I am trying to show the releationship between a drug and an outcome in a particular setting. Using a systematic review, I have found 18 studies addressing this topic. Among those, the highest quality evidence comes from observational studies (n=130) and the lowest quality comes from case series (n=5). I did not include individual case reports.

Application of this drug is not terribly common, and there are no controlled studies. For the most part, the inclusion and exclusion criteria for the studies were comparable.

I'd like to find a statistically responsible way to combine these studies. If these were RCTs, I could easily pool the data into a meta-analysis. Is there some kind of reliable way to methodologically analyze this data without calling it a meta-analysis?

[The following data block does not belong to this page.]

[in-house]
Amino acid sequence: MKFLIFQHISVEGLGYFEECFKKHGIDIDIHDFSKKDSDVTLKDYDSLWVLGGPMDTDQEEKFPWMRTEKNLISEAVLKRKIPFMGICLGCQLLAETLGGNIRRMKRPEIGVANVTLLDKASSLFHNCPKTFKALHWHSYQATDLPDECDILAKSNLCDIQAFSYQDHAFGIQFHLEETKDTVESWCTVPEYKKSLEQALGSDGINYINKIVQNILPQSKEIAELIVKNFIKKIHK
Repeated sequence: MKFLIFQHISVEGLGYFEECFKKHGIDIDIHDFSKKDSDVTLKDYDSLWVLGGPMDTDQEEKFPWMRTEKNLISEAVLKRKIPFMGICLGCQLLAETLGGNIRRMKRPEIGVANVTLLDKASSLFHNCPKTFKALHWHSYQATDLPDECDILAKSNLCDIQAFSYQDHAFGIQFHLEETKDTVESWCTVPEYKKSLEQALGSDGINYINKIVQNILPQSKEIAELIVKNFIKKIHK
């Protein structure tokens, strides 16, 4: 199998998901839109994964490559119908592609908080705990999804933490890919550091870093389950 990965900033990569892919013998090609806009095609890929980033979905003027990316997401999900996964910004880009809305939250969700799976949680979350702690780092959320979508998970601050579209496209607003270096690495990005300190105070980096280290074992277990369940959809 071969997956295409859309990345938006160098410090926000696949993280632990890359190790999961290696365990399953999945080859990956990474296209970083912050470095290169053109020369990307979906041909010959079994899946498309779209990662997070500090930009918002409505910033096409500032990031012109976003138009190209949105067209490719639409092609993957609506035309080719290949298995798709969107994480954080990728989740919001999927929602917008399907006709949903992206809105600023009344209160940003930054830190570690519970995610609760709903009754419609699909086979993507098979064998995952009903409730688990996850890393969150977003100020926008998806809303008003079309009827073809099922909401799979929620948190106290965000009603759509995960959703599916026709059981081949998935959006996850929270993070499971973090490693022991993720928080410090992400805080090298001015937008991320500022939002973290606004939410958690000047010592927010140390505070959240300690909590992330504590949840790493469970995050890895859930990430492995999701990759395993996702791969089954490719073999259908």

• $\begingroup$ If you use study-level data it will anyway be a meta-analysis... I recommend you to pool point effect estimates using standard errors and a suitable random-effect model (eg with inverse variance weighting), and then explore potential moderators with meta-regression. $\endgroup$ – Joe_74 Apr 24 '18 at 9:40

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